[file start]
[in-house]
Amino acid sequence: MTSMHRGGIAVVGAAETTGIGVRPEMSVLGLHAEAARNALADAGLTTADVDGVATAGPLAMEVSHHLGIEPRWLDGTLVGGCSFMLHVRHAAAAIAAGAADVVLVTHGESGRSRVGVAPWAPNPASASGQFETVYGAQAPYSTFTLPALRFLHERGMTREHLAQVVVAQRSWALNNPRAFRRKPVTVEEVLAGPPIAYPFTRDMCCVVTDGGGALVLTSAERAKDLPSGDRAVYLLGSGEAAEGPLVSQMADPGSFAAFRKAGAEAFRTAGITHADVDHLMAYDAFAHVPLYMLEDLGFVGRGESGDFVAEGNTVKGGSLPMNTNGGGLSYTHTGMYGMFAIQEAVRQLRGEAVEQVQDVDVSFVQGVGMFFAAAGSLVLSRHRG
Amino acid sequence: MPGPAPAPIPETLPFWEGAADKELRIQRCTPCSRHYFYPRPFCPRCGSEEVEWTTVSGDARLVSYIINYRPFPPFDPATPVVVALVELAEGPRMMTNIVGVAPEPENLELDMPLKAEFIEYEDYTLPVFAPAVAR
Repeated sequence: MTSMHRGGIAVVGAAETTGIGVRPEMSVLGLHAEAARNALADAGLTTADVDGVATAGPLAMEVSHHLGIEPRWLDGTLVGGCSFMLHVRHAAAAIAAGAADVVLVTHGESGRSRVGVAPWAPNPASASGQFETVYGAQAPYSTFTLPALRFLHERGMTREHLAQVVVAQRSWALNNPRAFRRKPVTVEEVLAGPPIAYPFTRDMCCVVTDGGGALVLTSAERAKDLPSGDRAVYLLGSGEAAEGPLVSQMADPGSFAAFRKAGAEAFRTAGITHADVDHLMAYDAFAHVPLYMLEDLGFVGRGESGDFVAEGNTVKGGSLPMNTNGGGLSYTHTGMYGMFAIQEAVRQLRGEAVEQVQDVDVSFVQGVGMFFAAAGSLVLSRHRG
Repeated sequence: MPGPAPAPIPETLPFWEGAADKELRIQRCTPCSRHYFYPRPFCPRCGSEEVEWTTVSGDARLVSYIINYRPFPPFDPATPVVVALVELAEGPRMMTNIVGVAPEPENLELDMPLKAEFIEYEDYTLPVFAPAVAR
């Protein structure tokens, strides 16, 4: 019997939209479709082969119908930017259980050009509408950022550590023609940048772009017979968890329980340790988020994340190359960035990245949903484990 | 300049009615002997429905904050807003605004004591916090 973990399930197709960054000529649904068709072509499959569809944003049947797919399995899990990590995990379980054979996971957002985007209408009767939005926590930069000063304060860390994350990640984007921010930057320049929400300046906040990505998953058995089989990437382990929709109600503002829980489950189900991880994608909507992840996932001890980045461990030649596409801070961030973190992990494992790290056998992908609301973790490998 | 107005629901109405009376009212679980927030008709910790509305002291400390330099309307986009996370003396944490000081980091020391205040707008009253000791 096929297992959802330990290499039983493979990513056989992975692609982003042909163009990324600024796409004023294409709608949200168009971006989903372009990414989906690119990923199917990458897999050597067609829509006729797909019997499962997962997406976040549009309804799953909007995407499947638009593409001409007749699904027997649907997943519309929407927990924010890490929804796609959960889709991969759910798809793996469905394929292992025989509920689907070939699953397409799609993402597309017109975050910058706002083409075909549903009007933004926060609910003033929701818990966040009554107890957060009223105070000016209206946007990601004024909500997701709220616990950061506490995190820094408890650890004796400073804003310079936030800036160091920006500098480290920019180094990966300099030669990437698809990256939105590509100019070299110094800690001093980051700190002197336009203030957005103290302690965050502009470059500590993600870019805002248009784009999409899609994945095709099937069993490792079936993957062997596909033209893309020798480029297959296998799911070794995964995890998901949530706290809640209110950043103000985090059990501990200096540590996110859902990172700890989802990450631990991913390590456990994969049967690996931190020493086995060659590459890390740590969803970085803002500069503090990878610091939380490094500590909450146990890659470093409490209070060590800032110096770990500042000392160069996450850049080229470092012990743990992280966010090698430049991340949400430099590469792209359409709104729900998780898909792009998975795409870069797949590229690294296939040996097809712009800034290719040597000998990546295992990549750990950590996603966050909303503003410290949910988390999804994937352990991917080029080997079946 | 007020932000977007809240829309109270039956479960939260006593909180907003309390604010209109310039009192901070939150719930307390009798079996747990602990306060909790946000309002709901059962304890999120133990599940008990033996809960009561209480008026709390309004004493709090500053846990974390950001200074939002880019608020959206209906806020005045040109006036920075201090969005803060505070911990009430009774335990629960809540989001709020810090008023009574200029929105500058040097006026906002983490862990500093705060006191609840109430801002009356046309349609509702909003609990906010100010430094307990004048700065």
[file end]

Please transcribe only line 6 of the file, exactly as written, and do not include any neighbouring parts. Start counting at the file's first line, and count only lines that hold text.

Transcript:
């Protein structure tokens, strides 16, 4: 019997939209479709082969119908930017259980050009509408950022550590023609940048772009017979968890329980340790988020994340190359960035990245949903484990 | 300049009615002997429905904050807003605004004591916090 973990399930197709960054000529649904068709072509499959569809944003049947797919399995899990990590995990379980054979996971957002985007209408009767939005926590930069000063304060860390994350990640984007921010930057320049929400300046906040990505998953058995089989990437382990929709109600503002829980489950189900991880994608909507992840996932001890980045461990030649596409801070961030973190992990494992790290056998992908609301973790490998 | 107005629901109405009376009212679980927030008709910790509305002291400390330099309307986009996370003396944490000081980091020391205040707008009253000791 096929297992959802330990290499039983493979990513056989992975692609982003042909163009990324600024796409004023294409709608949200168009971006989903372009990414989906690119990923199917990458897999050597067609829509006729797909019997499962997962997406976040549009309804799953909007995407499947638009593409001409007749699904027997649907997943519309929407927990924010890490929804796609959960889709991969759910798809793996469905394929292992025989509920689907070939699953397409799609993402597309017109975050910058706002083409075909549903009007933004926060609910003033929701818990966040009554107890957060009223105070000016209206946007990601004024909500997701709220616990950061506490995190820094408890650890004796400073804003310079936030800036160091920006500098480290920019180094990966300099030669990437698809990256939105590509100019070299110094800690001093980051700190002197336009203030957005103290302690965050502009470059500590993600870019805002248009784009999409899609994945095709099937069993490792079936993957062997596909033209893309020798480029297959296998799911070794995964995890998901949530706290809640209110950043103000985090059990501990200096540590996110859902990172700890989802990450631990991913390590456990994969049967690996931190020493086995060659590459890390740590969803970085803002500069503090990878610091939380490094500590909450146990890659470093409490209070060590800032110096770990500042000392160069996450850049080229470092012990743990992280966010090698430049991340949400430099590469792209359409709104729900998780898909792009998975795409870069797949590229690294296939040996097809712009800034290719040597000998990546295992990549750990950590996603966050909303503003410290949910988390999804994937352990991917080029080997079946 | 007020932000977007809240829309109270039956479960939260006593909180907003309390604010209109310039009192901070939150719930307390009798079996747990602990306060909790946000309002709901059962304890999120133990599940008990033996809960009561209480008026709390309004004493709090500053846990974390950001200074939002880019608020959206209906806020005045040109006036920075201090969005803060505070911990009430009774335990629960809540989001709020810090008023009574200029929105500058040097006026906002983490862990500093705060006191609840109430801002009356046309349609509702909003609990906010100010430094307990004048700065």